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Conservative chief says he'd back Hoffman


If Douglas L. Hoffman wants to seek the 23rd Congressional District seat again, state Conservative Party Chairman Michael R. Long said he will clear the decks for his favorite candidate.

Mr. Hoffman, the chairman said, "earned the right to run again" on the party's line when he captured about 46 percent of the vote during last year's special election.

Mr. Hoffman lost by 3,584 votes to Rep. William L. Owens, D-Plattsburgh, in the November special election to succeed Republican John M. McHugh, who resigned to become Army secretary. Republican Assemblywoman Dierdre K. Scozzafava was third.

"He has gotten the attention of the conservative movement nationwide and the conservatives of this district. He inspired the hearts and minds of people who feel Washington is out of control," Mr. Long said. "He made history. You just don't say after all the hard work, 'What I'm going to do is open up the process so there can be a primary.'"

He said Mr. Hoffman "has already won the hearts and minds of the registered Republicans, of the conservative independents and conservative Democrats." There's no need, he said, "to have a destructive party primary."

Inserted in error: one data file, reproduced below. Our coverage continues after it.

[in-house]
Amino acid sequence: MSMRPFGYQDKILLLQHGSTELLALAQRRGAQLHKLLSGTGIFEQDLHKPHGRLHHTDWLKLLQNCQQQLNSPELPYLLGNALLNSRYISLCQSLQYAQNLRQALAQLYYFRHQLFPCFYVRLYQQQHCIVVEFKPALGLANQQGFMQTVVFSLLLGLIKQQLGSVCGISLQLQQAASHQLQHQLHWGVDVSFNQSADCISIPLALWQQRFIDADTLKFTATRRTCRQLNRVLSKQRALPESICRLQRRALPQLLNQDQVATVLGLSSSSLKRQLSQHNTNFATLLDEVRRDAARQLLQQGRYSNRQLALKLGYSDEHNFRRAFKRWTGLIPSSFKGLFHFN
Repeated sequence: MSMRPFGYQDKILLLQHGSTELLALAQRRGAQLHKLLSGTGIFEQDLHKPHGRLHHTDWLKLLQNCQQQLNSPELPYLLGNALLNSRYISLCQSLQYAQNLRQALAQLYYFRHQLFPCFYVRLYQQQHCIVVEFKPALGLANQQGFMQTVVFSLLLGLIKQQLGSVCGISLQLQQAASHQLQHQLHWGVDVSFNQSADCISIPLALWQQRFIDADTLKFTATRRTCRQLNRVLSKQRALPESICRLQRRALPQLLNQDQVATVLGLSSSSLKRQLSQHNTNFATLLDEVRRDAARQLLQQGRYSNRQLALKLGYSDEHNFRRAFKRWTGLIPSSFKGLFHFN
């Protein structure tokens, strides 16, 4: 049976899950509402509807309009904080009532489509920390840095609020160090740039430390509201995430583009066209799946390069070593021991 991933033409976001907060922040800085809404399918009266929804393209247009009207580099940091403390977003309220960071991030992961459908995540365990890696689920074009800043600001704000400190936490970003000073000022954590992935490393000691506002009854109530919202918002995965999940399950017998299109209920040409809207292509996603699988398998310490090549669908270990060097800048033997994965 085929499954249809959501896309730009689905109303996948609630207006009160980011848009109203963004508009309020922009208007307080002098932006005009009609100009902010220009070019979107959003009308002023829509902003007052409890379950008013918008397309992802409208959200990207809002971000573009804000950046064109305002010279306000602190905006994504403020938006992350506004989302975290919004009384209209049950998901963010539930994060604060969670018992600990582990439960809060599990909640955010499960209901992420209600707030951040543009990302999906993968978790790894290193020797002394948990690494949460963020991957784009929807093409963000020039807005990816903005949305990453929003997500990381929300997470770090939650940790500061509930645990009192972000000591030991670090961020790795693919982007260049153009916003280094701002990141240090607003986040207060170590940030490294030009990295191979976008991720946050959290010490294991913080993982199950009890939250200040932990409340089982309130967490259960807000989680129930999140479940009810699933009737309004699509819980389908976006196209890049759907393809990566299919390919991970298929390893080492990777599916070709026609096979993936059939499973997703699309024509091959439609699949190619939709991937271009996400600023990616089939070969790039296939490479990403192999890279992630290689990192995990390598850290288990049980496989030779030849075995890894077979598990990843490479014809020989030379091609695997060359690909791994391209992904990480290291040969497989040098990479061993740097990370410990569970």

A registered Conservative Party member could collect 266 signatures and force a primary anyway.

It's also possible that there would be a second three-way race if Mr. Hoffman, as the Conservative Party's nominee, did not win a Republican Party primary.

Watertown businessman Matthew A. Doheny, Assemblyman William A. Barclay of Pulaski and Franklin County Legislator Paul A. Maroun have said they are considering seeking the GOP nomination.

Mr. Long was unconcerned about that potential scenario.

"Anything can change in this business," he said. "But at this point, I don't know of any Republican in the district that can beat him in the primary."

Mr. Long said Mr. Hoffman has made no commitments about running. He also said he could change his mind about reserving the line if Mr. Hoffman "makes some mistakes" over the next few months, such as being too indecisive about his candidacy or too slow to rebuild his campaign organization.

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